Body positivity celebrates bodies that don't conform to the common ideal of beauty. That's good, that's important – and yet not quite as simple as it sounds.
Who is more beautiful: Ashley Graham or Lena Dunham? Selena Gomez or Pink? You or me?
If it were up to the Internet movement Bodypositivity, that would no longer matter. With bodypositivity, we are all beautiful, each in our own way, with all the flaws we carry around with us. Images of less than perfect bodies on social media have long been more than due, I think. That's why I stand up for this movement, even if it has weak points (sic!).
"Thanks to Bodypositivity, we are all beautiful, each in our own way with all the flaws we carry around."
I can't hear it anymore: My best friend thinks of herself being to overindulgent and clearly too flabby with a BMI of 21. An acquaintance said to me at a New Year's Eve cocktail party that she had put on two kilograms and now had a huge tummy. Another friend no longer comes out to party since the birth of her daughter, saying she did become fat and could no longer show herself looking like that. And when I talk to young women between 15 and 20, practically all of them think they're too fat.
There's something going wrong!
We women quite often believe that we are more lovable when we are thinner or have a well-trained body. What's even more crazy: We often prefer compliments about our looks and bodies than a praise for good performance – and all of this in times of emancipation. It's quite possible that all the images of half-naked and trained women's bodies that we encounter every day on social media, in movies or especially looking down on us from an ad, are to blame for this.
Or that this gave rise to a mania for the need to optimize ourselves. Is this the result of patriarchy or our upbringing? I don't know. I am not a psychologist or sociologist, I only observe what is happening around me.
"We women quite often believe that we are more lovable when we are thinner or have a well-trained body."
In the meantime, for example, many of the women around me follow a special diet: gluten-free, vegan, Paleo, Atkins, 10 weeks Body Change, the Chrono Diet – you name it. At the lunch table in the office or over coffee with other moms, people chat about abdominoplasty, fasting, detox vacations or even boot camps.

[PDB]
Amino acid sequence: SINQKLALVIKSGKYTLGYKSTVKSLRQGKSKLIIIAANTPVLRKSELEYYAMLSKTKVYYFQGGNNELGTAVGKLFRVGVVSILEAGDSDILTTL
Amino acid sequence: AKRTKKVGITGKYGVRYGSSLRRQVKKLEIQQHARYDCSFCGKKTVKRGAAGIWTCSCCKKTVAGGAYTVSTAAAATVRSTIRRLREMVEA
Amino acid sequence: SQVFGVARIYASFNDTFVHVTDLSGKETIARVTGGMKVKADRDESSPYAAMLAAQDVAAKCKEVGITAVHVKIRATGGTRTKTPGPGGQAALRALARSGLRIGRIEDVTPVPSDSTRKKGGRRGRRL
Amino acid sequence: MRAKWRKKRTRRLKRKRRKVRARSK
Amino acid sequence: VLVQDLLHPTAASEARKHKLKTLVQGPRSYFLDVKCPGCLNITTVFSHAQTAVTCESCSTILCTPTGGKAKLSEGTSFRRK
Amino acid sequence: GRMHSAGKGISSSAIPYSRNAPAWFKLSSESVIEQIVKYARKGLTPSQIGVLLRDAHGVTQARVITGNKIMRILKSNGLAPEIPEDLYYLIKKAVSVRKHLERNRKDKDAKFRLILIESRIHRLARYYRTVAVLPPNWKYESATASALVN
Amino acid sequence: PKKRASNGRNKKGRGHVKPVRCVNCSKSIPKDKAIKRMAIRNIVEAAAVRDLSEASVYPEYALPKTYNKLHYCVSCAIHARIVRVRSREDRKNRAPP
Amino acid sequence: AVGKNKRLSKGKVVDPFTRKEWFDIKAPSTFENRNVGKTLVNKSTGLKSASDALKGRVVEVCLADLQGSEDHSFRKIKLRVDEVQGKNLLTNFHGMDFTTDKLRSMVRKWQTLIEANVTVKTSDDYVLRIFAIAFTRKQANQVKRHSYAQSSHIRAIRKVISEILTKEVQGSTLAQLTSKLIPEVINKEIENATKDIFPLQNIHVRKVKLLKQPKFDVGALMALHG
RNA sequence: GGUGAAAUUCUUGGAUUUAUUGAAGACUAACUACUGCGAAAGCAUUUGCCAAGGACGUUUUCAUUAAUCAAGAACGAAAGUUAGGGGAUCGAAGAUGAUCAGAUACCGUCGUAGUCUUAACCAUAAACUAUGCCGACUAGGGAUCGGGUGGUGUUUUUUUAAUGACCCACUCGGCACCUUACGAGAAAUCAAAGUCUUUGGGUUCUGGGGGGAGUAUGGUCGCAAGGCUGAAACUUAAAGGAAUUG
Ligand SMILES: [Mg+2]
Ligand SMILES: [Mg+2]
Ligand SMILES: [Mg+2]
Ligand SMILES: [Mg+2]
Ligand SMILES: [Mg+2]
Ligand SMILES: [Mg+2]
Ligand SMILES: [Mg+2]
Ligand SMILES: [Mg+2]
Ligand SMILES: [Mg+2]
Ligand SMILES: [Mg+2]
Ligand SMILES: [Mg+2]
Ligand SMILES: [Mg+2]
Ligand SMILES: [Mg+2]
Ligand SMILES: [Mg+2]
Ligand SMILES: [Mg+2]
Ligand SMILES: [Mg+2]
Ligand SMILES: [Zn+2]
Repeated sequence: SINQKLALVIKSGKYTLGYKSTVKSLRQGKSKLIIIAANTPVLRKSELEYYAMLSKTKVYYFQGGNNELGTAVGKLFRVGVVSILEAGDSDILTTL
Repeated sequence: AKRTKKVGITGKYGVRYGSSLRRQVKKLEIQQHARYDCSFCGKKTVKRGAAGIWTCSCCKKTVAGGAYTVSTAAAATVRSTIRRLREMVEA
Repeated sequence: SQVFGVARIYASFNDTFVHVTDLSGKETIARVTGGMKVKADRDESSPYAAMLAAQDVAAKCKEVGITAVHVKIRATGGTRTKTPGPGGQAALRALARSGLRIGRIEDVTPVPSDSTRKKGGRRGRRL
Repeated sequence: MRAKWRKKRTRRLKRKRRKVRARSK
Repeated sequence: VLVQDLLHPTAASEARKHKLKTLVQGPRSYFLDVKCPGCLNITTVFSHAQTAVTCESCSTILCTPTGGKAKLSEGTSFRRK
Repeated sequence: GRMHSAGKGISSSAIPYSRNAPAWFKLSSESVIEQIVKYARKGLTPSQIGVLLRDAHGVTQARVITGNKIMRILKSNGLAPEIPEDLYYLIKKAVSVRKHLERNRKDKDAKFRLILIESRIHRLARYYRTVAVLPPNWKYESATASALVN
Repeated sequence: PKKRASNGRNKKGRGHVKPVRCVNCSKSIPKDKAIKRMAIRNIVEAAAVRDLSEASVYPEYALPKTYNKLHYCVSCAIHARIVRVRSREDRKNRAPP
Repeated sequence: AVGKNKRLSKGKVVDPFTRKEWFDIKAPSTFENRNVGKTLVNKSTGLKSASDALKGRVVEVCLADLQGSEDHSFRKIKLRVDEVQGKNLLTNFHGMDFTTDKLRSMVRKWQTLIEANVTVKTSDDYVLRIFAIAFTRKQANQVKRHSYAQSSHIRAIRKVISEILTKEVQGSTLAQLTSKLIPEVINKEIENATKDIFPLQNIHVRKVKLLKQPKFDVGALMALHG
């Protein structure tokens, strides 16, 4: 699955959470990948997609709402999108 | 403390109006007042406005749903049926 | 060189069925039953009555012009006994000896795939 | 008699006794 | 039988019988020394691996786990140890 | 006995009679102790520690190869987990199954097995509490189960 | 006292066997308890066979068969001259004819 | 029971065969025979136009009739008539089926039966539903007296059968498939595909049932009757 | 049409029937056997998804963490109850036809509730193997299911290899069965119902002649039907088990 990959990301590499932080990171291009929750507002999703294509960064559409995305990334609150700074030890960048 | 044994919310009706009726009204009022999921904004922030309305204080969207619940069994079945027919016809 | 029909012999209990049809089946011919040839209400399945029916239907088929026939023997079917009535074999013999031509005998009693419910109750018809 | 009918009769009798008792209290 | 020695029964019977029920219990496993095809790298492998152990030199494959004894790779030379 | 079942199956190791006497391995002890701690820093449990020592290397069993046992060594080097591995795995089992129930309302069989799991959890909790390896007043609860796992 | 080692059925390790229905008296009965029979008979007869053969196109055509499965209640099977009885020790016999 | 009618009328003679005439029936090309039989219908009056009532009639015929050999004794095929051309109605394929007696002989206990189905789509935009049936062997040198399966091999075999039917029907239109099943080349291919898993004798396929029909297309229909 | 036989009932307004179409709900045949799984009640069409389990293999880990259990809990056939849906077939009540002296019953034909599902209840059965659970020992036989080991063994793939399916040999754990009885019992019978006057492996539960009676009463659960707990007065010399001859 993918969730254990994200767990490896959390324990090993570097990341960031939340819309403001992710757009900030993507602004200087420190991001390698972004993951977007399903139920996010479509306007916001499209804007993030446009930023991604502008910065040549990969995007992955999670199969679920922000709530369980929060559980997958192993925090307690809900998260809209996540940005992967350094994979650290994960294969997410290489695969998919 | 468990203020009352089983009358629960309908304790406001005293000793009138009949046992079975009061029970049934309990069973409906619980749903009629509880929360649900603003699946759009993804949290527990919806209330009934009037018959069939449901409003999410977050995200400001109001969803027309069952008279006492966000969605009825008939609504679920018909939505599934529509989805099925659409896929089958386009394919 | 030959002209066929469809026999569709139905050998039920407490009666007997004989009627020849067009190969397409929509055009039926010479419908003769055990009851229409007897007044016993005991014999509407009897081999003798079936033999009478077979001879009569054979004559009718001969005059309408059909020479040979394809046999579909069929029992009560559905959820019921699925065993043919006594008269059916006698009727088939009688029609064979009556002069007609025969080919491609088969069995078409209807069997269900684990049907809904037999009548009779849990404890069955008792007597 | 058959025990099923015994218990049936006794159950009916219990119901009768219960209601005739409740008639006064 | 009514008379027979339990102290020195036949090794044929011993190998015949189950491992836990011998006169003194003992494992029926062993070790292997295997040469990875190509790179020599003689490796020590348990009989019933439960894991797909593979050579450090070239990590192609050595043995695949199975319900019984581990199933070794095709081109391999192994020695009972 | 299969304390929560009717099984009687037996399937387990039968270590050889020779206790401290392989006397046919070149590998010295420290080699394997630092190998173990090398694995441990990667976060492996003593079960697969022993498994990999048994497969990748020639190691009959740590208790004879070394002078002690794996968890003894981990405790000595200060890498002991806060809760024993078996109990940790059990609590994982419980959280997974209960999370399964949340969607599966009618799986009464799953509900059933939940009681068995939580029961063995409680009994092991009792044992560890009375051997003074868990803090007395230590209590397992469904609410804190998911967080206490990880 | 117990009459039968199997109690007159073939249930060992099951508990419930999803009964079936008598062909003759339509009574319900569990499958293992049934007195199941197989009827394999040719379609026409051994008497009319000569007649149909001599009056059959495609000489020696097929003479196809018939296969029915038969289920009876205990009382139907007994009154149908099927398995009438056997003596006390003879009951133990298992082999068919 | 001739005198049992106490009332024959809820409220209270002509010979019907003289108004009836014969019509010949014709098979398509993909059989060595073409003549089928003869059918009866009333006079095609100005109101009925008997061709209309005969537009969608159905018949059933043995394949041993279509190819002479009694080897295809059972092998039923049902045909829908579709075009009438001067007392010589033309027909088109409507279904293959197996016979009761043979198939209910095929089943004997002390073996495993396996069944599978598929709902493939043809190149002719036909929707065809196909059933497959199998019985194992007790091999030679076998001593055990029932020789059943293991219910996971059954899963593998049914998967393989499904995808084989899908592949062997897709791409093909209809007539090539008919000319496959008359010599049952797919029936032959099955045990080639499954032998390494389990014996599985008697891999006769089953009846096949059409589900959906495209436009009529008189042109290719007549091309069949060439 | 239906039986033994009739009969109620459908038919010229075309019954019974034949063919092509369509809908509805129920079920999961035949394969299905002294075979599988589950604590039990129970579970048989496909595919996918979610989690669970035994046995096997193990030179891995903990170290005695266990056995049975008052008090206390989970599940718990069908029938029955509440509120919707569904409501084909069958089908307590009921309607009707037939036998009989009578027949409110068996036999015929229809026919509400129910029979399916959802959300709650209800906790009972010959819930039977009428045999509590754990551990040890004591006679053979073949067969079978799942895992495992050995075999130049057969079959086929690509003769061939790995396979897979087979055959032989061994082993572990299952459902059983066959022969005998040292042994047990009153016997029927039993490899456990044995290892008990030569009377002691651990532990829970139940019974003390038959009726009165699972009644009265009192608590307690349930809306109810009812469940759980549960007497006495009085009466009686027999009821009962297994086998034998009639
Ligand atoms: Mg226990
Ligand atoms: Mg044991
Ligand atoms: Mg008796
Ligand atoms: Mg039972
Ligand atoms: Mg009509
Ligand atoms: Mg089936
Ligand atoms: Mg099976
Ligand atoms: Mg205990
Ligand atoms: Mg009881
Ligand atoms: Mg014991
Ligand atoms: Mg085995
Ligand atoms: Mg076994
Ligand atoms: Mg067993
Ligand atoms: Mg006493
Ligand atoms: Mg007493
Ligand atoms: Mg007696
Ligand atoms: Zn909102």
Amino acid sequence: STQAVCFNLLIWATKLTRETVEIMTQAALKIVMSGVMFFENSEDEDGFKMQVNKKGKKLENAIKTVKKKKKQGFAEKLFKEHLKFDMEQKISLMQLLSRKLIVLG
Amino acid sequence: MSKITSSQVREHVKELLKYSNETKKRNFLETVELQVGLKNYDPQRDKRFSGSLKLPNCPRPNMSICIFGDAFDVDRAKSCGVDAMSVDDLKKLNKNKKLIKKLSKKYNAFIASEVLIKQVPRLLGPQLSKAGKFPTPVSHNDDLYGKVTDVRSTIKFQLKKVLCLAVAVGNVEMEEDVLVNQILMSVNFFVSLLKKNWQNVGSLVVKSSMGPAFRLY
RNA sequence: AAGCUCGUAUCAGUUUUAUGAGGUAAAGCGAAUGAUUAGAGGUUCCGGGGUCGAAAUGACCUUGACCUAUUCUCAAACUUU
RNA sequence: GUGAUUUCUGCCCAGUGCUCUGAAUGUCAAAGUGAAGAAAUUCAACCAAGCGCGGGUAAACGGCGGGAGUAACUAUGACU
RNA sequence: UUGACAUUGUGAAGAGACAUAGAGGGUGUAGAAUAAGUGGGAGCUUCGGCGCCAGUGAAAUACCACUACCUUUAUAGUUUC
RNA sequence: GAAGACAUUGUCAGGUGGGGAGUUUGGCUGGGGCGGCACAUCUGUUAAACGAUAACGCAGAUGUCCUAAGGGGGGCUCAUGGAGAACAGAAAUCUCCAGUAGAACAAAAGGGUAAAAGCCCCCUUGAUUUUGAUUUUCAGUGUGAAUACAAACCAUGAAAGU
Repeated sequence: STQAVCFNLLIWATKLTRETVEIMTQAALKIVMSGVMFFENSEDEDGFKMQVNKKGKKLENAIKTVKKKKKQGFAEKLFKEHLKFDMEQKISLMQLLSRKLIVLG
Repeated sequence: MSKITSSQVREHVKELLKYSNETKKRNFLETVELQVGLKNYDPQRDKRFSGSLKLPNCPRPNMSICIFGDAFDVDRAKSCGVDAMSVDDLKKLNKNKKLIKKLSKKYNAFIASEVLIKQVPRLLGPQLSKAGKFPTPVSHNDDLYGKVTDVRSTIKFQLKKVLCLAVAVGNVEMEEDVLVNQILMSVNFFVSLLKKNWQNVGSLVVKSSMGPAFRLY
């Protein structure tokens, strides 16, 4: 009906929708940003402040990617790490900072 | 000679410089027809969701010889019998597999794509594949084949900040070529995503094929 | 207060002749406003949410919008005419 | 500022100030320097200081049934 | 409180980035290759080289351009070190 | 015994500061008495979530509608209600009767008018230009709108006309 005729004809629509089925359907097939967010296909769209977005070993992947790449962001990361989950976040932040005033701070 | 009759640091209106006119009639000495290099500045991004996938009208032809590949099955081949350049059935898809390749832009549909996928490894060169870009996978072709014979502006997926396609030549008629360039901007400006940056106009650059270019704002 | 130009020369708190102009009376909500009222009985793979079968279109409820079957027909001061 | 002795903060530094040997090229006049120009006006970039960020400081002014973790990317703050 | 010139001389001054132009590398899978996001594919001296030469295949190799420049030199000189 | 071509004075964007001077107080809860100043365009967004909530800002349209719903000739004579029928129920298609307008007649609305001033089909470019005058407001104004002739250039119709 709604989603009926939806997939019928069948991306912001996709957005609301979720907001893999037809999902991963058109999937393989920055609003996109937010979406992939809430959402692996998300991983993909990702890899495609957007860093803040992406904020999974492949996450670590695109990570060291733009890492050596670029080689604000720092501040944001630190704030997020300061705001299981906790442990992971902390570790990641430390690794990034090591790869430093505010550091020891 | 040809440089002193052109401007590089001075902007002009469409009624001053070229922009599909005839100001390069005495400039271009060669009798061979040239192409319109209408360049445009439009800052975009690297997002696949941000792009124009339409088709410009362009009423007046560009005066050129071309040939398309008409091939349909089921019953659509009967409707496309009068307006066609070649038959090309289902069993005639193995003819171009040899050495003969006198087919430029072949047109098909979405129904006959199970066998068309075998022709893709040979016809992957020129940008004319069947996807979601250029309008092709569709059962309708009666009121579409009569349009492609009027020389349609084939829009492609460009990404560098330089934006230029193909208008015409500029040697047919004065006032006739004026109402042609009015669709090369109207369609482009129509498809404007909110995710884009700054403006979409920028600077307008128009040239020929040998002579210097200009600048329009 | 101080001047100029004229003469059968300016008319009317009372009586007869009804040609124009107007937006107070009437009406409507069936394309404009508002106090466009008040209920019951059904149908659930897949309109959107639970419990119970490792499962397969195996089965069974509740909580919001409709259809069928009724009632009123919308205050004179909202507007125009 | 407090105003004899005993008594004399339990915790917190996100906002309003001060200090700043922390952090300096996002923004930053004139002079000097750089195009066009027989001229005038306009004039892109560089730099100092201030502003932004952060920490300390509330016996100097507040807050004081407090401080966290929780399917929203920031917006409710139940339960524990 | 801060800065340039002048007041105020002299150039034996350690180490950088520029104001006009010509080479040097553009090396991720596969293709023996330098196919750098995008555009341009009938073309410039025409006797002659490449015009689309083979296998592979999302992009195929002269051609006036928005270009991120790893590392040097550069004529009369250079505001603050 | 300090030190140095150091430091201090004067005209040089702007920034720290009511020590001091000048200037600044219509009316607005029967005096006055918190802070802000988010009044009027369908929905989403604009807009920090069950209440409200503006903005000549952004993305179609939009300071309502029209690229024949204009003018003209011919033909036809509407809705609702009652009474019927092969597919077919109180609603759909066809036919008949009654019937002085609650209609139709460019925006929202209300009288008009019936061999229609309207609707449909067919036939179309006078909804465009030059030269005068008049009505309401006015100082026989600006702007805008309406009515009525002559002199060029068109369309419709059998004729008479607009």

One thing that became very clear to me is that this craze can't be healthy. Not for us. And not for our children. That's where the body positivity movement comes in handy.
I've seen too much
In any case, I'm saturated with all the naked, shapely butts and smooth, flat bellies. I'm bored by it and it makes me sick. We are sold false happiness by the minute. Teenagers my son's age (17) are suggested on Instagram every day: if you're beautiful, you're successful. Whoever is thin or muscular is popular. These students actually believe that the more likes they get for a photo, the more recognition and success they will reap in real life.
"There is an urgent need for diversity instead of uniformity and reality instead of perfectionism, also in social media."
The "bodypositivity" movement is perhaps a first step on this path to more tolerance and self-esteem. On Instagram and Twitter, we suddenly see everything but pure perfection under #bodypositivity: mummy bellies with overstretched skin, women with very small, medium and huge breasts, with cellulite or dark circles under the eyes, girls bald or gray hair and porcelain skin, with huge bottoms or those with very flat butts.
We see men with sagging bellies or pale chests, people in wheelchairs or with prostheses. Teenagers with braces or skin eczema. This does not free our society from today's ideal of beauty, but it does provide a bit of relief for a brief moment.
For us, our mothers and for our teens. Especially since such photos are more interesting and varied than the standardized bodies we are usually shown.
Not everyone is that optimistic. "Bodypositivity" has recently attracted a lot of criticism; journalists smell double standards and think that this movement is also all about self-promotion.
Here, too, only the most beautiful (i.e. the best-shaped or most well-proportioned) are popular. The followers talk themselves blemishes beautifully and demand that everyone finds everyone attractive. Others criticize that being overweight is harmful to health and should not be glorified.
Well, I think the criticism is justified. The movement should not be seen as a liberation strike or a revolution of the beauty ideal. It is swimming in the pond of the narcissist sharks – and yet I believe that in the best case it leads to being more at ease with oneself.
"The way I see it, #bodypositivity is not about glorifying obesity, but about reconciling with one's own body."
The more we accept our body, the easier it is to distance ourselves from it. If we make peace with the way we look or how light ore heavy we are, we will be more relaxed and healthier.
If we love ourselves, we also show our children that they don't have to be perfect to be loved.
This article was first published on Any Working Mum and has been softly edited for this publication.
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